‘Unexpected Endings’ in Pansori Literature

    Choe Ochin | 2020, (42) | pp.181~211 | number of Cited : 0
    Abstract PDF
    The purpose of this study is to clarify ‘unexpected endings’ in Pansori literature and examine their aesthetic meanings, especially focusing on Tokkijeon and Onggojipjeon. In terms of the inevitability and probability of narratives, an ‘unexpected ending’ could be defined as an ending that seems to be relatively less probable and inevitable and deviate from the essential characteristics of Pansori literature. In this regard, an 'unexpected ending' is a concept that is contrary to an 'agreed ending' to which diverse agreed meanings have been assigned. Among the numerous variations of endings, one of the most ‘unexpected endings’ of Tokkijeon is that the turtle takes his own life. In Onggojipjeon, the version which ends with Onggojip’s death is one with the most unexpected ending. The unexpected ending structure built up by the deaths of characters is not only neutralizes the interclass conflicts inherent in the narratives but also answers to the call for creation of a new world where there is no need to take sides with any character. Therefore, these endings align well with the essence of Pansori literature, showing us the desires of people who enjoyed it for a whole new life with freedom in a new world.
  • 7.

    A study on the narrative related to The Hermit Lee Paerang-e[李平凉] in the late Joseon Dynasty

    MinHui Jin | 2020, (42) | pp.213~245 | number of Cited : 1
    Abstract PDF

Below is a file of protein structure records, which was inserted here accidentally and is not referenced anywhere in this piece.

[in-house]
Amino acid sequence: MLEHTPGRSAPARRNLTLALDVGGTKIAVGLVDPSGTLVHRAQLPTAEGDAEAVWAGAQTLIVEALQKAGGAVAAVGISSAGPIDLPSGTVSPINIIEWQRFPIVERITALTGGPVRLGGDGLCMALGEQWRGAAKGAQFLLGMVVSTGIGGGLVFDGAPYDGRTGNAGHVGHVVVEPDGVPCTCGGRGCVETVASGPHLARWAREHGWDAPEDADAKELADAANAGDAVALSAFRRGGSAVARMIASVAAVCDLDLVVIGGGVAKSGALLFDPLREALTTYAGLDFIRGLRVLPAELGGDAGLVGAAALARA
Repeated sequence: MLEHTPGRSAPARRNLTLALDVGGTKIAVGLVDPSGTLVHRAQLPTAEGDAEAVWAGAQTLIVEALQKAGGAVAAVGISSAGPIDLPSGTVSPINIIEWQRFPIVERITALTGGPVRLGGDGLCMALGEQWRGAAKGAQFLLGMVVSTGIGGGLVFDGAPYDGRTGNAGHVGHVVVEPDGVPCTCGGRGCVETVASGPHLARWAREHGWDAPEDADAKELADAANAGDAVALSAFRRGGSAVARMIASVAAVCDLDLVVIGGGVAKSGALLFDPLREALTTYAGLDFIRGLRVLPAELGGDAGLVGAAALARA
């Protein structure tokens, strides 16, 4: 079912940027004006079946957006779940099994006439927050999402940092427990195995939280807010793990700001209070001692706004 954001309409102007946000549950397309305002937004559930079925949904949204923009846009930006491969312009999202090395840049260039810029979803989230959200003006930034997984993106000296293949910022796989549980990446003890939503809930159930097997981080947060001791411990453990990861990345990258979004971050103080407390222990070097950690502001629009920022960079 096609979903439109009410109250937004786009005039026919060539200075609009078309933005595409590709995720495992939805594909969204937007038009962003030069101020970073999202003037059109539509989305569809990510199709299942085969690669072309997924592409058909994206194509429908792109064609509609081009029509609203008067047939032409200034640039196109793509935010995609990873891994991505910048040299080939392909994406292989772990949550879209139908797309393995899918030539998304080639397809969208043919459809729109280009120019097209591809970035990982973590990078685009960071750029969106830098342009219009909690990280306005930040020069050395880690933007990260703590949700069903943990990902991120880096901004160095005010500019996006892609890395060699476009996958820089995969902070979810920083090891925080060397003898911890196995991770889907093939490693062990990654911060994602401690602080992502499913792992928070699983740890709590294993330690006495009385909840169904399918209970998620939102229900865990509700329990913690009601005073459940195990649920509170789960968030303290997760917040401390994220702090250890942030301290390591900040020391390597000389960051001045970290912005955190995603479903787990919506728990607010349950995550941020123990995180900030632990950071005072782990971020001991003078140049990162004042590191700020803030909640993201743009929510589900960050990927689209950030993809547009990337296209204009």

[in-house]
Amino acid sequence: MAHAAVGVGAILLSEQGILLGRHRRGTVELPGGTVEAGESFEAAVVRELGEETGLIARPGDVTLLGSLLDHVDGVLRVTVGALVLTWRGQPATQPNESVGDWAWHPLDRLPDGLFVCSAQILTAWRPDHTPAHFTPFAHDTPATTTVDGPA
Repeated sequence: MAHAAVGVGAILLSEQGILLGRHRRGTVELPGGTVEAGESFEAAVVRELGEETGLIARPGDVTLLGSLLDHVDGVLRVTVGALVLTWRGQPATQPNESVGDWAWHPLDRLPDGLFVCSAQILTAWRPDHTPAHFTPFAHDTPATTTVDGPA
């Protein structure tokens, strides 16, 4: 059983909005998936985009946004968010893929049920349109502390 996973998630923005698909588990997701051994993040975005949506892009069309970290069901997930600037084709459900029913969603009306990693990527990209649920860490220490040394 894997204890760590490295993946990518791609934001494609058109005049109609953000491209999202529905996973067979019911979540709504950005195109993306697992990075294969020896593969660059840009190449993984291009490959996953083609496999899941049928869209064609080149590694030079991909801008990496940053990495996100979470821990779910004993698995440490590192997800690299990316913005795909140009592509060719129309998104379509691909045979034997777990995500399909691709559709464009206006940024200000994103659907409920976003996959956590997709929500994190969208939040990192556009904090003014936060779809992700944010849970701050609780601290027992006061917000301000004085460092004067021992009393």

The Hermit Lee Paerang-e is a person of various aspects of cultural characteristics in the 18-19th century, and has long been a subject of interest and envy for many people. Nevertheless, all existing studies on Lee Paerang-e were limited to individual works, and no research has dealt with the link between them. The works related to Lee Paerang-e are found in a number of literary works, and this paper studies The three main themes of the Lee Paerang-e narrative are the reason he became a Hermit, his excellent writing skills, and taoist ideology. Lee Paerang-e is a combination of two or more characters, and the representative characters are Lee Jung-hae and Lee Eun. Lee Jung-hae is a relative of Lee Jung-so, a key figure in Noron. Sung Hae-eung and Yu Bon-hak specified Lee Jung-hae as Lee Paerang-e. Lee Eun is the main character in Shim Neung-sook’s LeeEun Jeon in which his various Hermit stories written while working as Lee Paerang-e and the evaluation of the contemporary people are very detailed. Shim Neung-sook is the only writer who has specified Lee Eun as Lee Paerang-e. Lee Paerang-e was a representative Hermit in the late Joseon Period. Compared to Kim Sat-gat, who became a wandering poet due to his tragic personal history despite being an outstanding writer, Lee Paerang-e, who left various narratives in the preceding era, can be seen as a pioneering type of wandering intellectuals. But, Lee Paerang-e and Kim Sat-gat have different character types. Kim Sat-gat wrote poems with strong social satire and playfulness, but Lee Paerang-e has no social satire works or plays. Lee Paerang-e’s literary and poetic talents were widely recognized during the period, but the number of works handed down is considerably smaller than that of Kim Sat-gat. Essentially, the Lee Paerang-e’s Hermit story focuses on taoist ideology while Kim Sat-gat’s Hermit story is more realistic and enjoys the arts. It is the decisive limit that leaves Lee Paerang-e as a Hermit, not a Poet. The material used in the Lee Paerang-e’s narrative shows the complex culture aspects of the time. Lee Paerang-e’s folktales about taoist ideology can be interpreted as a way for a nobleman who was alienated from the central power of the time to relieve his feelings about the real situation. Further research will talk about the trend of succession and change from Lee Paerang-e’ narrative to Kim Sat-gat’s narrative in the late Joseon Dynasty.